:::Question: To define an Abelian group structure on $\Bbb N$ that is not a finitely generated Abelian group and is isomorph to $(\Bbb Q,+)$, I need to know what is function of a subsequence of $(1,1),(1,2),(2,1),(1,3),(2,2),(3,1),(1,4),(2,3),(3,2),(4,1),...,(1,2k-2),$ $(2,2k-3),...,(k-1,k),(k,k-1),...,(2k-3,2),(2k-2,1),(1,2k-1),(2,2k-2),$ $...,(k-1,k+1),(k,k),(k+1,k-1),... ,(2k-2,2),(2k-1,1),...$ such that $(u,v)$ is belong to this subsequence iff gcd$(u,v)=1$ as: $(1,1),(1,2),(2,1),(1,3),(3,1),(1,4),(2,3),(3,2),(4,1),(1,5),(5,1),(1,6),(2,5),(3,4),(4,3),$ $(5,2),(6,1),(1,7),(3,5),(5,3),(7,1),...$
 
::::<s>Unlikely hypothesis: Using homotopy theory if a group on $\Bbb N$ isomorph to $(\Bbb Q,+)$ be defined then conjecture $1$ will be proved simpler and easier!</s>
 
  
 +
$\begin{cases} e=0.2\\ \\(w_m(p))^{-1}=w_{m^{-1}}(p^{-1}) & m\star m^{-1}=1,\, p\star _1 p^{-1}=2\\ \\w_m(p)\star _S w_n(q)=w_{m\star n} (p\star _1 q)\end{cases}$
  
A conjecture equivalent to Goldbach's weak conjecture: $\forall n\in\Bbb N,\, \exists p,q,r\in\Bbb P,$ $\quad 2n+7=\begin{cases}
+
hence $\langle 0.02,0.3\rangle=(S,\star _S)\simeq\Bbb Z\oplus\Bbb Z$.
4\star p+8 & \text{or}\\
+
:of course using above algorithm to generate cyclic groups on $\Bbb N$, we can impose another group structure on $\Bbb N$ and consequently on $\Bbb P$ but eventually $S$ with an operation analogous above operation $\star _S$ will be an Abelian group.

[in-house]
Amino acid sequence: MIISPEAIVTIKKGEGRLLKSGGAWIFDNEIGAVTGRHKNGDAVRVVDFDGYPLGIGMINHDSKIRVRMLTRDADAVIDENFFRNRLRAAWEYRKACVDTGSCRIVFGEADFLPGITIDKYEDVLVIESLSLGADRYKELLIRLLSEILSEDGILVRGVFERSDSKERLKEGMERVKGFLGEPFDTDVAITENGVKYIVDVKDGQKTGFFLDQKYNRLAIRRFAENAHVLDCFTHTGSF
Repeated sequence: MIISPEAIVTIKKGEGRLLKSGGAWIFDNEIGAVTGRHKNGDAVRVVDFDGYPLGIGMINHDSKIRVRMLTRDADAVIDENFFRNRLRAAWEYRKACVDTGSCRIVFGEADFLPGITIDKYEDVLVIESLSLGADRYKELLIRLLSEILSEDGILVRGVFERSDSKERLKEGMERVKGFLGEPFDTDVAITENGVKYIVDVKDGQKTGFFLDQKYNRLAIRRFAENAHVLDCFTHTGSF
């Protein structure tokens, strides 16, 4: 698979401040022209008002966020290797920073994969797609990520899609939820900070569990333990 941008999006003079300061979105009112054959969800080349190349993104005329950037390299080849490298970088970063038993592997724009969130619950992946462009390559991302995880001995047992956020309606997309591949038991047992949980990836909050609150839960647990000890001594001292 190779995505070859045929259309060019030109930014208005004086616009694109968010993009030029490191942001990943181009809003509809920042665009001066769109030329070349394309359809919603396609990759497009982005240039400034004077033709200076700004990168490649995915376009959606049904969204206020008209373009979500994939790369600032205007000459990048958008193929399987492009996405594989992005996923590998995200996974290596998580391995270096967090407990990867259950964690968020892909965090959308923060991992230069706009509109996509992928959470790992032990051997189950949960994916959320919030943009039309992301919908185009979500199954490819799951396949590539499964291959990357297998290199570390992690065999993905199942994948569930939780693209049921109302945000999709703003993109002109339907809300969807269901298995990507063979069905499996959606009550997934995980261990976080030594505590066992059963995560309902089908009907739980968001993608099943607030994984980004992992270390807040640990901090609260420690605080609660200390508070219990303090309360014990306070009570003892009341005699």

p\star q\star r+2\end{cases}$
 
  
'''Conjecture''' $4$: Under $(\Bbb N,\star),\,\forall n\in\Bbb N,\,\exists p,q\in\Bbb P\setminus\{2\}\quad 2n+3=p\star q$.
 
:This conjecture is an equivalent to Goldbach's conjecture.
 
:We have: $\langle p\star q\rangle=\{1\}\cup\{n\cdot (p+q-2)+1\,|\, n\in\Bbb N\}\cup\{n\cdot (p+q-2)\,|\, n\in\Bbb N\}$
 
:Question $7$: $\forall m\in\Bbb N$ do $\exists p,q\in\Bbb P,\,\exists n,k\in\Bbb N$ such that $2m+3\neq p\star q$ and $(2m+3)^n=(p\star q)^k$ or that $2n(m+1)=k(p+q-2)$?
 
:Clearly $f:\Bbb N\to\Bbb Z,\,\, f(1)=0,\, f(2n)=n,\, f(2n+1)=-n,$ is an isomorphism and $\forall n\in\Bbb N,\,\langle n\rangle\cong\langle f(n)\rangle$ & $\Bbb N/ \langle n\rangle\cong\Bbb Z / \langle f(n)\rangle$.
 
 
 
And $(\Bbb N,\star)$ can be defined with: $\begin{cases} 2\star 3=1,\quad 2^n=2n,\quad 3^n=2n+1\\ 2^n\star 2^m=2^{n+m},\quad 3^n\star 3^m=3^{n+m}\\ 2^n\star 3^m=\begin{cases} 2^{n-m} & 2^n\gt 3^m\\ 3^{m-n} & 3^m\gt 2^n\end{cases}\end{cases}$
 
:We have $\langle 2^n\rangle=\langle 3^n\rangle=\{1\}\cup\{2^{nk}\,|\, k\in\Bbb N\}\cup\{3^{nk}\,|\, k\in\Bbb N\}$.